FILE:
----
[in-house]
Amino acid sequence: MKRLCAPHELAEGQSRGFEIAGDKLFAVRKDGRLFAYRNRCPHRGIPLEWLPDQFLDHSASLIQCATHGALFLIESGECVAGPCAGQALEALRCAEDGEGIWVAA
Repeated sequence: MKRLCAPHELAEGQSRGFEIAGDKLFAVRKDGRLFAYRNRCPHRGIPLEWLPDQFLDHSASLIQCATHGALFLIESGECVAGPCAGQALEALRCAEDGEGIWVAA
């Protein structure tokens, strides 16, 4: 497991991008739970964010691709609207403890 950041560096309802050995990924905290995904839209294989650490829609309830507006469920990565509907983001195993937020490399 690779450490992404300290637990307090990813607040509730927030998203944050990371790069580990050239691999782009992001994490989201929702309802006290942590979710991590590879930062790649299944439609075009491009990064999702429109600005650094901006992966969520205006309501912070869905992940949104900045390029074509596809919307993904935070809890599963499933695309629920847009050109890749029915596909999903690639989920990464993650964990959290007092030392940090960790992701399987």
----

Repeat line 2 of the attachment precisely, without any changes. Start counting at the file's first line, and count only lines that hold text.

Amino acid sequence: MKRLCAPHELAEGQSRGFEIAGDKLFAVRKDGRLFAYRNRCPHRGIPLEWLPDQFLDHSASLIQCATHGALFLIESGECVAGPCAGQALEALRCAEDGEGIWVAA